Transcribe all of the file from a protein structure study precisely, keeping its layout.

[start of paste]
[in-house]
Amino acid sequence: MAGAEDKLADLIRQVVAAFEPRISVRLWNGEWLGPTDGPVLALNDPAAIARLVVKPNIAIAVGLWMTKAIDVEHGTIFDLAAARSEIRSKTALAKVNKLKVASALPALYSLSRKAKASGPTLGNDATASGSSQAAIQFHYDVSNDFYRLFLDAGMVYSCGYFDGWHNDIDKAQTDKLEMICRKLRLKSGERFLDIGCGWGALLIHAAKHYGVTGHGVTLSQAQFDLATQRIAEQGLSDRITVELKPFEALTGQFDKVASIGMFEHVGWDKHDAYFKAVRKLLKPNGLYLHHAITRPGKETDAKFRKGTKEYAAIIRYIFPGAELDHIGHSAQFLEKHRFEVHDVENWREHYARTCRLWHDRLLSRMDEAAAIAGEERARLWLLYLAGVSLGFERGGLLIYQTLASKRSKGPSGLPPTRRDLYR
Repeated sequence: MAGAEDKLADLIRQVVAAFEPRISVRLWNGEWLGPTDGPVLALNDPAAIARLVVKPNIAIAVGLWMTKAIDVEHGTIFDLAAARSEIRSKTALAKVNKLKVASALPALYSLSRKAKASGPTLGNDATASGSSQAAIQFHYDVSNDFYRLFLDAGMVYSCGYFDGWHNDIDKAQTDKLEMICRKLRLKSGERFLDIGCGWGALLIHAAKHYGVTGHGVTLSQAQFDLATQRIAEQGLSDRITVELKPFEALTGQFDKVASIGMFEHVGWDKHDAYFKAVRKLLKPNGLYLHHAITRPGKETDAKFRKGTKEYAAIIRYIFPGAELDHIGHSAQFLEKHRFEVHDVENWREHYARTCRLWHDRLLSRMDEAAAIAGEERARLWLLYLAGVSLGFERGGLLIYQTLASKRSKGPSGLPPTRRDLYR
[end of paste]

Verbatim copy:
[in-house]
Amino acid sequence: MAGAEDKLADLIRQVVAAFEPRISVRLWNGEWLGPTDGPVLALNDPAAIARLVVKPNIAIAVGLWMTKAIDVEHGTIFDLAAARSEIRSKTALAKVNKLKVASALPALYSLSRKAKASGPTLGNDATASGSSQAAIQFHYDVSNDFYRLFLDAGMVYSCGYFDGWHNDIDKAQTDKLEMICRKLRLKSGERFLDIGCGWGALLIHAAKHYGVTGHGVTLSQAQFDLATQRIAEQGLSDRITVELKPFEALTGQFDKVASIGMFEHVGWDKHDAYFKAVRKLLKPNGLYLHHAITRPGKETDAKFRKGTKEYAAIIRYIFPGAELDHIGHSAQFLEKHRFEVHDVENWREHYARTCRLWHDRLLSRMDEAAAIAGEERARLWLLYLAGVSLGFERGGLLIYQTLASKRSKGPSGLPPTRRDLYR
Repeated sequence: MAGAEDKLADLIRQVVAAFEPRISVRLWNGEWLGPTDGPVLALNDPAAIARLVVKPNIAIAVGLWMTKAIDVEHGTIFDLAAARSEIRSKTALAKVNKLKVASALPALYSLSRKAKASGPTLGNDATASGSSQAAIQFHYDVSNDFYRLFLDAGMVYSCGYFDGWHNDIDKAQTDKLEMICRKLRLKSGERFLDIGCGWGALLIHAAKHYGVTGHGVTLSQAQFDLATQRIAEQGLSDRITVELKPFEALTGQFDKVASIGMFEHVGWDKHDAYFKAVRKLLKPNGLYLHHAITRPGKETDAKFRKGTKEYAAIIRYIFPGAELDHIGHSAQFLEKHRFEVHDVENWREHYARTCRLWHDRLLSRMDEAAAIAGEERARLWLLYLAGVSLGFERGGLLIYQTLASKRSKGPSGLPPTRRDLYR